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In one of my last posts, I talked about how the old world of UDDI taxonomies is being replaced with the new world of Web 2.0 folksonomies - this includes things like ratings and tagging vs. the rigidly structured categorization provided by "old school" technologies like UDDI.
The real question, though, is whether these techniques can be translated to work within the enterprise? Said another way, will things which work well when a community has 1M+ members as well when a community has 10 or 100 or 1000 members? Do ratings and tagging need a critical mass of users before they become useful?
When I started writing this post, I had imagined coming up with examples of how tagging and rating just won't work when there are only 10 or 100 people in the community. But, as I struggled to come up with these examples, it hit me -- a taxonomy is actually just a special case of a tag-based folksonomy.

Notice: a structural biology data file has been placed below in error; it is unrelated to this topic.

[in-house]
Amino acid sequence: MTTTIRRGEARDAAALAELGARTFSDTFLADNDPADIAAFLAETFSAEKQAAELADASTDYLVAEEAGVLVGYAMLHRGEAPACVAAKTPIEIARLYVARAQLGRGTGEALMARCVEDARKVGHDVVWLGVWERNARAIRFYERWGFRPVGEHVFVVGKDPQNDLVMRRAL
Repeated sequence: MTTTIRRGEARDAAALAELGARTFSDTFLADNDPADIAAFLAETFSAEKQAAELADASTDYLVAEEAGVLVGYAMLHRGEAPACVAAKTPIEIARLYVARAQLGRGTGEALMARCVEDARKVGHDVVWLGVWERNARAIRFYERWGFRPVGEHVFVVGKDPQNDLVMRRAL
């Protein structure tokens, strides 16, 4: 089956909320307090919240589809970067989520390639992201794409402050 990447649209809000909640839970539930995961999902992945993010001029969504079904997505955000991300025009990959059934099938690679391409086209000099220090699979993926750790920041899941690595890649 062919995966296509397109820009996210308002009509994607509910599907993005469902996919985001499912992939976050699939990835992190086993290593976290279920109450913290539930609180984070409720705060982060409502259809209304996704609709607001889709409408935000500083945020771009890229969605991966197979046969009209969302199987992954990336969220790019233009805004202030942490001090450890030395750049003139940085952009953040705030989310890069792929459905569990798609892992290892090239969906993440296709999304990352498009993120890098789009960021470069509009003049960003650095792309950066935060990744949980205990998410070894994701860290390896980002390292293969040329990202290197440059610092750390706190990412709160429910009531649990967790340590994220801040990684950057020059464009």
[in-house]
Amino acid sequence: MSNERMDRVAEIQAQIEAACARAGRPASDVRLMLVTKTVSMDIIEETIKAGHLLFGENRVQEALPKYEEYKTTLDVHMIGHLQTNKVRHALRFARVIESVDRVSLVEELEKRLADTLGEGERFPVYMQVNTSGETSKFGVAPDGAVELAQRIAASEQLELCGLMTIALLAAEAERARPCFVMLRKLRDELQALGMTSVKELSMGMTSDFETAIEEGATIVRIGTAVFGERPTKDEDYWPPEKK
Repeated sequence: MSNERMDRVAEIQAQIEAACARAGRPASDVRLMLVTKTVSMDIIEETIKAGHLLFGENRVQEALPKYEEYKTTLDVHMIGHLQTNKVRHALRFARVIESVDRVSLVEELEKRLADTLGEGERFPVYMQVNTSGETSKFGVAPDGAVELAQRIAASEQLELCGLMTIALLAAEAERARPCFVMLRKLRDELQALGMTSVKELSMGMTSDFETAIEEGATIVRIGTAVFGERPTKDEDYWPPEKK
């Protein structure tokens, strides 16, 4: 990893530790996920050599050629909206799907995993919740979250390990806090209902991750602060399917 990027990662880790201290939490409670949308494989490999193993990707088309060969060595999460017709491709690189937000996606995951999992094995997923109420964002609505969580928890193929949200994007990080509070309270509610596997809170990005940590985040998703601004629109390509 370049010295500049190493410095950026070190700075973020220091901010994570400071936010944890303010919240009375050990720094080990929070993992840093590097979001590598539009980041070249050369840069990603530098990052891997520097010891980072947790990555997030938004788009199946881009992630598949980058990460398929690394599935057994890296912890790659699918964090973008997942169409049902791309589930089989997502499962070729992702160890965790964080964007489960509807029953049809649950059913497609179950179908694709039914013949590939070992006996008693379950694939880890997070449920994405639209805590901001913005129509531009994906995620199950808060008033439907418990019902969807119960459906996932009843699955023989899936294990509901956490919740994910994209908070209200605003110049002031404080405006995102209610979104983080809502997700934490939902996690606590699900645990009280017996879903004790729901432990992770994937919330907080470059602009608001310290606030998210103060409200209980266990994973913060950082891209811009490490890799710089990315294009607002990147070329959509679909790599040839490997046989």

A taxonomy is a case where the only people ordained to define tags are the "experts" (and, yes, the quotes around experts are on purpose here). In their infinite wisdom, these experts define very subtle differentiation and very sophisticated relationships among their tags - in an effort to build the perfect taxonomy. In many cases, of course, the "experts" have lost sight of the reason for their taxonomy in the first place - to help the non-experts get their jobs done. So, given this target audience, "subtle" and "sophisticated" are very poor design goals in reality.
There's nothing to stop an organization by allowing their "experts" to first define the tags they think are appropriate - let them build their shrine to the taxonomy gods - but then allow the non-experts to add additional tags, ratings, etc. And, most importantly, let the folksonomy evolve over time. Nothing is worse than a taxonomy that can't be changed after it's created. The world just isn't a static place.
View all posts from dan foody on the Progress blog. Connect with us about all things application development and deployment, data integration and digital business.
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